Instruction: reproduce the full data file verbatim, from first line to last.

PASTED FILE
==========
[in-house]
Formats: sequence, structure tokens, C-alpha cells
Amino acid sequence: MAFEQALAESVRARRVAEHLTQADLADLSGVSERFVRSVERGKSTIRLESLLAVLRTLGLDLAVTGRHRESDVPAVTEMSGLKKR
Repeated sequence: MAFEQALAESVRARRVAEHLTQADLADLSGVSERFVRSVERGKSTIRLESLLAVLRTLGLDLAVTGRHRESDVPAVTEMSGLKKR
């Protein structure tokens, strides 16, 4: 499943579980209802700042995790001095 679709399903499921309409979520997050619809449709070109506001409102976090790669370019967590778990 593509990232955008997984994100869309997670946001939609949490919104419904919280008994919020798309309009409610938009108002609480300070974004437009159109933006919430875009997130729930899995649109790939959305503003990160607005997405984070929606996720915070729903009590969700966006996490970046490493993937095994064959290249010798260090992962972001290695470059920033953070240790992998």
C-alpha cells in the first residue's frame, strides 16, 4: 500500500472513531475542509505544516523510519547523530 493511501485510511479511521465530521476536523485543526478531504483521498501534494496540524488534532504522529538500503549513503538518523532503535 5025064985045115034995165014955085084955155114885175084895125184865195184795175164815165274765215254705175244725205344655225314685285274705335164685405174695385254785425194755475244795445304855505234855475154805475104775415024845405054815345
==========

[in-house]
Formats: sequence, structure tokens, C-alpha cells
Amino acid sequence: MAFEQALAESVRARRVAEHLTQADLADLSGVSERFVRSVERGKSTIRLESLLAVLRTLGLDLAVTGRHRESDVPAVTEMSGLKKR
Repeated sequence: MAFEQALAESVRARRVAEHLTQADLADLSGVSERFVRSVERGKSTIRLESLLAVLRTLGLDLAVTGRHRESDVPAVTEMSGLKKR
């Protein structure tokens, strides 16, 4: 499943579980209802700042995790001095 679709399903499921309409979520997050619809449709070109506001409102976090790669370019967590778990 593509990232955008997984994100869309997670946001939609949490919104419904919280008994919020798309309009409610938009108002609480300070974004437009159109933006919430875009997130729930899995649109790939959305503003990160607005997405984070929606996720915070729903009590969700966006996490970046490493993937095994064959290249010798260090992962972001290695470059920033953070240790992998």
C-alpha cells in the first residue's frame, strides 16, 4: 500500500472513531475542509505544516523510519547523530 493511501485510511479511521465530521476536523485543526478531504483521498501534494496540524488534532504522529538500503549513503538518523532503535 5025064985045115034995165014955085084955155114885175084895125184865195184795175164815165274765215254705175244725205344655225314685285274705335164685405174695385254785425194755475244795445304855505234855475154805475104775415024845405054815345